Ferment
Ferment Fer"ment, n. [L. fermentum ferment (in senses 1 & 2), perh. for fervimentum, fr. fervere to be boiling hot, boil, ferment: cf. F. ferment. Cf. 1st {Barm}, {Fervent}.] 1. That which causes fermentation, as yeast, barm, or fermenting beer. [1913 Webster]

Note: Ferments are of two kinds: ({a}) Formed or organized ferments. ({b}) Unorganized or structureless ferments. The latter are now called {enzymes} and were formerly called {soluble ferments} or {chemical ferments}. Ferments of the first class are as a rule simple microscopic vegetable organisms, and the fermentations which they engender are due to their growth and development; as, the {acetic ferment}, the {butyric ferment}, etc. See {Fermentation}. Ferments of the second class, on the other hand, are chemical substances; as a rule they are proteins soluble in glycerin and precipitated by alcohol. In action they are catalytic and, mainly, hydrolytic. Good examples are pepsin of the dastric juice, ptyalin of the salvia, and disease of malt. Before 1960 the term "ferment" to mean "enzyme" fell out of use. Enzymes are now known to be {globular protein}s, capable of catalyzing a wide variety of chemical reactions, not merely hydrolytic. The full set of enzymes causing production of ethyl alcohol from sugar has been identified and individually purified and studied. See {enzyme}. [1913 Webster +PJC]

2. Intestine motion; heat; tumult; agitation. [1913 Webster]

Subdue and cool the ferment of desire. --Rogers. [1913 Webster]

the nation is in a ferment. --Walpole. [1913 Webster]

3. A gentle internal motion of the constituent parts of a fluid; fermentation. [R.] [1913 Webster]

Down to the lowest lees the ferment ran. --Thomson. [1913 Webster]

{ferment oils}, volatile oils produced by the fermentation of plants, and not originally contained in them. These were the quintessences of the alchemists. --Ure. [1913 Webster]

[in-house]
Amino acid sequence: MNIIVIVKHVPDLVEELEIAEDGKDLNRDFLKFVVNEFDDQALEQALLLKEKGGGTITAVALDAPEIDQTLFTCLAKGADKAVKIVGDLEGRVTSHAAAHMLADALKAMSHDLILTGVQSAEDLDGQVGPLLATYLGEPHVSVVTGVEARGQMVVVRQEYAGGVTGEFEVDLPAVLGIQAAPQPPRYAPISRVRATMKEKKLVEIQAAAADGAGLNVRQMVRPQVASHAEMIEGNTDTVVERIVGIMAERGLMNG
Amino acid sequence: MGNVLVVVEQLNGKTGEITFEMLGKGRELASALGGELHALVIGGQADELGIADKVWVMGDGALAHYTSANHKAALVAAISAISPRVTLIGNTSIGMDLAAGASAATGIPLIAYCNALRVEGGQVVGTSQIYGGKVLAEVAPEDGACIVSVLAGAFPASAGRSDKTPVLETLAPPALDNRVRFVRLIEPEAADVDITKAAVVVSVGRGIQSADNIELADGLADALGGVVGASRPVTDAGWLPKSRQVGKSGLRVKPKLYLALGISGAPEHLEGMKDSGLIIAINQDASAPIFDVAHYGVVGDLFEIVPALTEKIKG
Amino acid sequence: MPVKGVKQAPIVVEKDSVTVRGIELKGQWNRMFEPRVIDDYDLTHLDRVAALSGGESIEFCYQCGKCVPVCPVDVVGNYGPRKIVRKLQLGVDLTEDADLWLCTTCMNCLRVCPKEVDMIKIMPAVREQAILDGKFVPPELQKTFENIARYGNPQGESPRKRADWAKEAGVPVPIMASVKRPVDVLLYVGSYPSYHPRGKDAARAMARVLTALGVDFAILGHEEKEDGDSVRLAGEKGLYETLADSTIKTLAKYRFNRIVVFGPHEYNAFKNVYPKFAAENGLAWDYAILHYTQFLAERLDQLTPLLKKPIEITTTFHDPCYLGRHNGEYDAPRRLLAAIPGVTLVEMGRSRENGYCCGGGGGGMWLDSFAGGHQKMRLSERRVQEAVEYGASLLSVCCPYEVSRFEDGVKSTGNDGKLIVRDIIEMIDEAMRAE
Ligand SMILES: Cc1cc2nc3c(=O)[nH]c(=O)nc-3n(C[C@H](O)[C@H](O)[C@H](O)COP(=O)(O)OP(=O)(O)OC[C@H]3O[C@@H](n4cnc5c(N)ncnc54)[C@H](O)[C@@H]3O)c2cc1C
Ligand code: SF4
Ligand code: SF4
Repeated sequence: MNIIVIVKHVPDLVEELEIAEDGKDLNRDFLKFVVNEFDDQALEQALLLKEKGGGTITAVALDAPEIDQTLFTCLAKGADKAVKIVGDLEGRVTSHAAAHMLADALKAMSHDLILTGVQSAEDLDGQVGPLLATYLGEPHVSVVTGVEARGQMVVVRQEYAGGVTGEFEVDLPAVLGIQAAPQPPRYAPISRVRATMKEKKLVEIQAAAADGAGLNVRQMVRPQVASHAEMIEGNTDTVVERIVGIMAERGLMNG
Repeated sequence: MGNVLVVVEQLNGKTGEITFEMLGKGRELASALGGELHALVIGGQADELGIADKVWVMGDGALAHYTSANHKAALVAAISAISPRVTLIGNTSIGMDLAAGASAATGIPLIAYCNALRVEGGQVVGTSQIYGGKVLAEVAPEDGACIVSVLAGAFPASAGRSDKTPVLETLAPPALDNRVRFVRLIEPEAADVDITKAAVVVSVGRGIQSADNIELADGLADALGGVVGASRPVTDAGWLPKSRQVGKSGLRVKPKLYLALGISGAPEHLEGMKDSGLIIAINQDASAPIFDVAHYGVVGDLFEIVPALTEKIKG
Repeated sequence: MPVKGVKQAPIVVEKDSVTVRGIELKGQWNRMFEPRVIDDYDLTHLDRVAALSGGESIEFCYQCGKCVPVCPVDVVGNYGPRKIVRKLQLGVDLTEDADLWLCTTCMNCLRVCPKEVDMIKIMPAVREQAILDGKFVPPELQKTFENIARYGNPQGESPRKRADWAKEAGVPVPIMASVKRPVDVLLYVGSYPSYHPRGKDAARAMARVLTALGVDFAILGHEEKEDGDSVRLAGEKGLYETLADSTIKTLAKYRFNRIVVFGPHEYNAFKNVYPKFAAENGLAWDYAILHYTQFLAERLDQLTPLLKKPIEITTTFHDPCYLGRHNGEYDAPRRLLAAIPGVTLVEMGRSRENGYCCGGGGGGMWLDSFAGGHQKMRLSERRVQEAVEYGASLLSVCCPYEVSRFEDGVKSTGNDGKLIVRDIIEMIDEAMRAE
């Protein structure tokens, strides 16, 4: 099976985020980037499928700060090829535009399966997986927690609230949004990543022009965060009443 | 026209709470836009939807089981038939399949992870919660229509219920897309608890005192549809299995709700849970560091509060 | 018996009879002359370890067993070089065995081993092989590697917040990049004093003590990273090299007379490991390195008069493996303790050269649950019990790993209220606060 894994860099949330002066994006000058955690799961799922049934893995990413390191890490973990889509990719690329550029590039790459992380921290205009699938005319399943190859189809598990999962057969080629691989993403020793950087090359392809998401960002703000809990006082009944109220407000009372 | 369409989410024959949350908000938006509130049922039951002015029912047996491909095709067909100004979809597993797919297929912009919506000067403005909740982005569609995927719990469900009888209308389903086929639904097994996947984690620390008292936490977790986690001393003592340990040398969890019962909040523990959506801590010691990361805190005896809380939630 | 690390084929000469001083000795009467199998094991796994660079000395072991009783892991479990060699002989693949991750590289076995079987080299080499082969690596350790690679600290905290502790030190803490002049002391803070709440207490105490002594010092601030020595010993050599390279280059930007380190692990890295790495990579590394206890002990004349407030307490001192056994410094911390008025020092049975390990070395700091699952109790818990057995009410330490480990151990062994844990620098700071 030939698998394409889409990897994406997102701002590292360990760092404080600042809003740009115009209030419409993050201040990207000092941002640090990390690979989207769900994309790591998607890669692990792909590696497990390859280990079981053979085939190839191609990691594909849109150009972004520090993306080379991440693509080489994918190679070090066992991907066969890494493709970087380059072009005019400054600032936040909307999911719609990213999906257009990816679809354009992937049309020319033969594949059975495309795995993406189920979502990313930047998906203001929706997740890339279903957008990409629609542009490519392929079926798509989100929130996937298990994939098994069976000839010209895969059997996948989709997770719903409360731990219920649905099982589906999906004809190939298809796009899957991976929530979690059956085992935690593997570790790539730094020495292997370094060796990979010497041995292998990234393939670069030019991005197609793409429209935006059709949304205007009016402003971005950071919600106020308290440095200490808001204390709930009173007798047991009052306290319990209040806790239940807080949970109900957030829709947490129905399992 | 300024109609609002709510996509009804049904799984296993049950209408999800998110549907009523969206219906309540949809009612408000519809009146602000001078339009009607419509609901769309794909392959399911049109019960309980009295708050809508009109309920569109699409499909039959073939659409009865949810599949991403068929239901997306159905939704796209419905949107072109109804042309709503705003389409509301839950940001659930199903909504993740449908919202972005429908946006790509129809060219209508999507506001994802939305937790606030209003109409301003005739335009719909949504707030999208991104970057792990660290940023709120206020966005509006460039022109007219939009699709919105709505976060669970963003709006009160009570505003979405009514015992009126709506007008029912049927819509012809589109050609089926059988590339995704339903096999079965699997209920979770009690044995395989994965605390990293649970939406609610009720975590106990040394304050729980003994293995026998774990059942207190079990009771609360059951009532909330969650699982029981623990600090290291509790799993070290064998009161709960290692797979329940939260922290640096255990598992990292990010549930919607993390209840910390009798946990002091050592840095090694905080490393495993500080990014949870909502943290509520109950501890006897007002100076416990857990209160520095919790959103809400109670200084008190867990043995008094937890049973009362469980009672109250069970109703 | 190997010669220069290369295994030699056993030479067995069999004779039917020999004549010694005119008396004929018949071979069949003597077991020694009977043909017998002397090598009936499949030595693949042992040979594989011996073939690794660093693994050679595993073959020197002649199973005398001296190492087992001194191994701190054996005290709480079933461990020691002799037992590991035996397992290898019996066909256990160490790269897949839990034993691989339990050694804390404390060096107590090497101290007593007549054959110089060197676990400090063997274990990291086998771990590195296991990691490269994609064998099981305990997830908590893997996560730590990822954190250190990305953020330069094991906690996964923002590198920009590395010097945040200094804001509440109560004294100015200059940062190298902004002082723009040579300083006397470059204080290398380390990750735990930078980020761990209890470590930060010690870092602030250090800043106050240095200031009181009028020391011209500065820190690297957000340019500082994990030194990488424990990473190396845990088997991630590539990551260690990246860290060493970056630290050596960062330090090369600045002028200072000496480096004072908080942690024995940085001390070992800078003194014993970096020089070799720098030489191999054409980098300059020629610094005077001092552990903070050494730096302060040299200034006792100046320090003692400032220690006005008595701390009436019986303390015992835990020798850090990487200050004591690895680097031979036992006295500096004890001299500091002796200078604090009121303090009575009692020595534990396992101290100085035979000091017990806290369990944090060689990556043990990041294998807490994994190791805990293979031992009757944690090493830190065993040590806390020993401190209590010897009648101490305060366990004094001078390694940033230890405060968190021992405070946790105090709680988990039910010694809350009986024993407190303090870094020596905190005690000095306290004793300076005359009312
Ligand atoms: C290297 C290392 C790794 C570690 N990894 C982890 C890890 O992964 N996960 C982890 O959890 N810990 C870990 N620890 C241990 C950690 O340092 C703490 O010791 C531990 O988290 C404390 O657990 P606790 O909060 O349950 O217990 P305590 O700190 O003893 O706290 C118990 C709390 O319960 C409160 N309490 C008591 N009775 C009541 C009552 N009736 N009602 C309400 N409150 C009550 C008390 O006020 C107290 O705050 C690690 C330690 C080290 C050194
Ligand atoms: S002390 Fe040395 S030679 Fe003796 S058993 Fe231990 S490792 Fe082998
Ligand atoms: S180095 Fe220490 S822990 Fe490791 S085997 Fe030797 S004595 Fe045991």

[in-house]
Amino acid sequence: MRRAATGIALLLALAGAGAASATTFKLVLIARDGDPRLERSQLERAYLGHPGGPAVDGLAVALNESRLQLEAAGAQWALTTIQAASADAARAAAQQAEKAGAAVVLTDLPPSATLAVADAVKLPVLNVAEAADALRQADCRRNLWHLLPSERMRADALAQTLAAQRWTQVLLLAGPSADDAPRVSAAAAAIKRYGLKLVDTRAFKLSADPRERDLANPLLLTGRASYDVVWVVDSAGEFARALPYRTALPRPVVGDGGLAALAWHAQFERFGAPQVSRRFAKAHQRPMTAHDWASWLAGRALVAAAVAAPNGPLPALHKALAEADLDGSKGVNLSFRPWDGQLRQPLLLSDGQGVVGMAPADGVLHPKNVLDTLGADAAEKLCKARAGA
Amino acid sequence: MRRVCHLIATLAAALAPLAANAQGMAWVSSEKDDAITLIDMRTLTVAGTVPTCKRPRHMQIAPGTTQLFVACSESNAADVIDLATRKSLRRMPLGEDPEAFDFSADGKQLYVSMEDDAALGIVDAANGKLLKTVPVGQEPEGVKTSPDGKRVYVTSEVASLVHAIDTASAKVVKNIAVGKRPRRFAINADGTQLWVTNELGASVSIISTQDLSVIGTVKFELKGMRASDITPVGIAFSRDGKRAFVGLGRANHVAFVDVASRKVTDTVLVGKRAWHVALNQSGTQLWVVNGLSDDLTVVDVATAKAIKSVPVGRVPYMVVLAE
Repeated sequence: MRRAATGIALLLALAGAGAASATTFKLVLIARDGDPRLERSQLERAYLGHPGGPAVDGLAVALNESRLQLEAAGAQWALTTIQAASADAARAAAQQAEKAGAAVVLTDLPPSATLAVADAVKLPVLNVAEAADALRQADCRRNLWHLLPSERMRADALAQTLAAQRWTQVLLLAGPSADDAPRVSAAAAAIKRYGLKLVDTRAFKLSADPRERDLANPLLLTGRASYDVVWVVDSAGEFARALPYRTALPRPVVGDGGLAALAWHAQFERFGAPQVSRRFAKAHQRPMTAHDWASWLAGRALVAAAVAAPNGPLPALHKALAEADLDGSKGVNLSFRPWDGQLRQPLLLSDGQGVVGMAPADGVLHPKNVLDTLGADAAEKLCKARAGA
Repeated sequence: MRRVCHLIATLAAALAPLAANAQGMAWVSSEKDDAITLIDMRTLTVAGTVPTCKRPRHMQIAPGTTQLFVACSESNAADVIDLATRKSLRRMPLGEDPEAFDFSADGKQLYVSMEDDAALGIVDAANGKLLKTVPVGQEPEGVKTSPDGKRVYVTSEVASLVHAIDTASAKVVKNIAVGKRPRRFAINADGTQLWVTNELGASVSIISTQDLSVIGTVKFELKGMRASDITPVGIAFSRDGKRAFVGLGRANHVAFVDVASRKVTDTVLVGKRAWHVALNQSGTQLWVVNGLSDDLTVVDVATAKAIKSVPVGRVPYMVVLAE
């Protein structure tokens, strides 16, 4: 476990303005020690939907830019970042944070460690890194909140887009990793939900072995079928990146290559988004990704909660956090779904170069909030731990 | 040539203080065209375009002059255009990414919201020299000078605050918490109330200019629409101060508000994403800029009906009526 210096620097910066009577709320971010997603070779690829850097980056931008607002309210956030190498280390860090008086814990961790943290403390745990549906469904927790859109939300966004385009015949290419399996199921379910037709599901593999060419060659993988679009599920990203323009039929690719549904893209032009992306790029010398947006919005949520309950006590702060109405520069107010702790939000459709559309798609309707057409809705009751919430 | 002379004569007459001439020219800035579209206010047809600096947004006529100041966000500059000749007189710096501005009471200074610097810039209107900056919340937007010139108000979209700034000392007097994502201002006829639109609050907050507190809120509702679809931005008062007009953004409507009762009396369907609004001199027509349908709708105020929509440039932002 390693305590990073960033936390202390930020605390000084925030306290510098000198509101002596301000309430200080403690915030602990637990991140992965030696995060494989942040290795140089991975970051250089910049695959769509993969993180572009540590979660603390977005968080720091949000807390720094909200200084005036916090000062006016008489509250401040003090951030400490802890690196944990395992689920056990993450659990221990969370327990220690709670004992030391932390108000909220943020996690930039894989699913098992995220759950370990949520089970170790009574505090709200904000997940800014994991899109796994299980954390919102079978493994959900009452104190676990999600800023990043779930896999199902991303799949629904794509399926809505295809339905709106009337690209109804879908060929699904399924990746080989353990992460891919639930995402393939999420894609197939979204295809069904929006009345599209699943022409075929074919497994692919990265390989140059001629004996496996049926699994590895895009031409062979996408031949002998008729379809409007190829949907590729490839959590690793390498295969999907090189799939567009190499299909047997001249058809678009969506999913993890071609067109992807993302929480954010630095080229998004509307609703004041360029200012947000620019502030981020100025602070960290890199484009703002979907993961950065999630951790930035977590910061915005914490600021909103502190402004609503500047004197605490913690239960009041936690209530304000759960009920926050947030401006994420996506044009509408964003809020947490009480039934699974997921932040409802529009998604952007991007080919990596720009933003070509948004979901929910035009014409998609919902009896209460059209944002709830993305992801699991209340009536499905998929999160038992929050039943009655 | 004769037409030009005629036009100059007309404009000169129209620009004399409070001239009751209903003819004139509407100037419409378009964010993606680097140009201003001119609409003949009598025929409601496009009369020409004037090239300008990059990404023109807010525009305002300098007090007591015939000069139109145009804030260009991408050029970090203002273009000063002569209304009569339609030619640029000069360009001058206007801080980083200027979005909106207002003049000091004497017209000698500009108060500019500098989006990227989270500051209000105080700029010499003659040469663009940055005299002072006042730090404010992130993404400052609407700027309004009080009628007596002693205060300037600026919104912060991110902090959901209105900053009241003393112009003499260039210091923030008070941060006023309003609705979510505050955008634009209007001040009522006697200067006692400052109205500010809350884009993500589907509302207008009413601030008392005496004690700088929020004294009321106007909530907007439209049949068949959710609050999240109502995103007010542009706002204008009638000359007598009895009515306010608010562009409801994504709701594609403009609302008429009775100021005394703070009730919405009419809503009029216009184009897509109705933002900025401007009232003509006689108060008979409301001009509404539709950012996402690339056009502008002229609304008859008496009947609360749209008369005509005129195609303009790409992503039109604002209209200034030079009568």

The Collaborative International Dictionary of English. 2000.

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  • ferment — [ fɛrmɑ̃ ] n. m. • 1380; lat. fermentum « levain », du supin de fervere « bouillir » 1 ♦ Ce qui fait naître un sentiment, une idée, ce qui détermine un changement interne. Un ferment de discorde. ⇒ germe, levain. Individus qui sont des ferments d …   Encyclopédie Universelle

  • ferment — FERMÉNT, fermenţi, s.m. (biol.) Substanţă proteică produsă de celule vii sau de microorganisme, care dirijează prin cataliză reacţiile de sinteză şi de degradare din organismele animalelor, plantelor şi microorganismelor, având un rol fundamental …   Dicționar Român

  • Ferment — Sn Mittel um einen chemischen Prozeß durchzuführen per. Wortschatz fach. (15. Jh.) Entlehnung. Entlehnt aus l. fermentum Gärung, Sauerteig , einer Ableitung von l. fervēre wallen, sieden . Verb: fermentieren; Abstraktum: Fermentation.    Ebenso… …   Etymologisches Wörterbuch der deutschen sprache

  • ferment — ferment, foment 1. Ferment is pronounced with the stress on the first syllable as a noun and with the stress on the second syllable as a verb. 2. As verbs, ferment and foment are often confused because they are pronounced approximately the same… …   Modern English usage

  • ferment — {{/stl 13}}{{stl 8}}rz. mnż I, D. u, Mc. fermentncie {{/stl 8}}{{stl 20}} {{/stl 20}}{{stl 12}}1. {{/stl 12}}{{stl 7}} niepokój (także twórczy), wrzenie, wzburzenie : {{/stl 7}}{{stl 10}}Ferment społeczny, polityczny, kulturalny. Wywoływać… …   Langenscheidt Polski wyjaśnień

  • Ferment — Fer*ment , v. t. [imp. & p. p. {Fermented}; p. pr. & vb. n. {Fermenting}.] [L. fermentare, fermentatum: cf. F. fermenter. See {Ferment}, n.] To cause ferment or fermentation in; to set in motion; to excite internal emotion in; to heat. [1913… …   The Collaborative International Dictionary of English

  • ferment — (v.) late 14c., from O.Fr. fermenter (13c.) and directly from L. fermentare to leaven, ferment, from fermentum substance causing fermentation, leaven, from root of fervere to boil, seethe (see BREW (Cf. brew)). Figurative use from 1650s. Related …   Etymology dictionary

  • ferment — [n1] substance causing chemicals to split into simpler substances bacteria, bacterium, barm, ebullition, enzyme, fermentation agent, leaven, leavening, mold, seethe, simmer, yeast; concept 478 ferment [n2] agitation, uprising ailment, brouhaha,… …   New thesaurus

  • Ferment — Fer*ment , v. i. 1. To undergo fermentation; to be in motion, or to be excited into sensible internal motion, as the constituent particles of an animal or vegetable fluid; to work; to effervesce. [1913 Webster] 2. To be agitated or excited by… …   The Collaborative International Dictionary of English

  • ferment — FERMENT. s. m. Terme Dogmatique. Ce qui agite, & divise les parties les plus grossieres d un corps, en sorte qu il vient à se gonfler, & à occuper plus de place. Cela sert de ferment …   Dictionnaire de l'Académie française

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